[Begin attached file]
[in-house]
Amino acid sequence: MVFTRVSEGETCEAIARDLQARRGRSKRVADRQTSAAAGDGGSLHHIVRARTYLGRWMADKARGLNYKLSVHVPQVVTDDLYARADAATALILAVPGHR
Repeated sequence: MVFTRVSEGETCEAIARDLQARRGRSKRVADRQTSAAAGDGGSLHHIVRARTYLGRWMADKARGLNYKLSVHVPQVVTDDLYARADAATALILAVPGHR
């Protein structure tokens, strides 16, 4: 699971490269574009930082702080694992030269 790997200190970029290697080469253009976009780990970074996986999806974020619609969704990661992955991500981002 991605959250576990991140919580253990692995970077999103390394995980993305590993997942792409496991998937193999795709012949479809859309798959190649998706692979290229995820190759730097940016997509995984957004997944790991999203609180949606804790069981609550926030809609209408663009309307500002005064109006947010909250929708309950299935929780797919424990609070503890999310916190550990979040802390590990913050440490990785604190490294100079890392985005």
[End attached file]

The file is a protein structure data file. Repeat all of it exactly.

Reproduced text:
[in-house]
Amino acid sequence: MVFTRVSEGETCEAIARDLQARRGRSKRVADRQTSAAAGDGGSLHHIVRARTYLGRWMADKARGLNYKLSVHVPQVVTDDLYARADAATALILAVPGHR
Repeated sequence: MVFTRVSEGETCEAIARDLQARRGRSKRVADRQTSAAAGDGGSLHHIVRARTYLGRWMADKARGLNYKLSVHVPQVVTDDLYARADAATALILAVPGHR
């Protein structure tokens, strides 16, 4: 699971490269574009930082702080694992030269 790997200190970029290697080469253009976009780990970074996986999806974020619609969704990661992955991500981002 991605959250576990991140919580253990692995970077999103390394995980993305590993997942792409496991998937193999795709012949479809859309798959190649998706692979290229995820190759730097940016997509995984957004997944790991999203609180949606804790069981609550926030809609209408663009309307500002005064109006947010909250929708309950299935929780797919424990609070503890999310916190550990979040802390590990913050440490990785604190490294100079890392985005």